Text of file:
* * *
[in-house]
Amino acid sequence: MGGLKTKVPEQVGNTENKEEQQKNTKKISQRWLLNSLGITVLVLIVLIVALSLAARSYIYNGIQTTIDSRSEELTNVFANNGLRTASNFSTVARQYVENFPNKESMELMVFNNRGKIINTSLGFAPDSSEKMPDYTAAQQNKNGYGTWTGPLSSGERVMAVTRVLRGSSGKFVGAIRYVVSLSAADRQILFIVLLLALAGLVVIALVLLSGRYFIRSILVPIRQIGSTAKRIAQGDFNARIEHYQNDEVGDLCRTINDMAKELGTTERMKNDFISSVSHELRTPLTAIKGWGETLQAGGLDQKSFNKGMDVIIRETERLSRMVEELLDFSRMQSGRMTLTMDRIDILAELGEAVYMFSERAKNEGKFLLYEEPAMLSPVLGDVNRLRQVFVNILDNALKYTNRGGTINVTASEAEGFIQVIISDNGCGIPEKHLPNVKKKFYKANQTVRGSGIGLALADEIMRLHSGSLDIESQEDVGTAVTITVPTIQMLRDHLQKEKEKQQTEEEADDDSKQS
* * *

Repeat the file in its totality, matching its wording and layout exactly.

[in-house]
Amino acid sequence: MGGLKTKVPEQVGNTENKEEQQKNTKKISQRWLLNSLGITVLVLIVLIVALSLAARSYIYNGIQTTIDSRSEELTNVFANNGLRTASNFSTVARQYVENFPNKESMELMVFNNRGKIINTSLGFAPDSSEKMPDYTAAQQNKNGYGTWTGPLSSGERVMAVTRVLRGSSGKFVGAIRYVVSLSAADRQILFIVLLLALAGLVVIALVLLSGRYFIRSILVPIRQIGSTAKRIAQGDFNARIEHYQNDEVGDLCRTINDMAKELGTTERMKNDFISSVSHELRTPLTAIKGWGETLQAGGLDQKSFNKGMDVIIRETERLSRMVEELLDFSRMQSGRMTLTMDRIDILAELGEAVYMFSERAKNEGKFLLYEEPAMLSPVLGDVNRLRQVFVNILDNALKYTNRGGTINVTASEAEGFIQVIISDNGCGIPEKHLPNVKKKFYKANQTVRGSGIGLALADEIMRLHSGSLDIESQEDVGTAVTITVPTIQMLRDHLQKEKEKQQTEEEADDDSKQS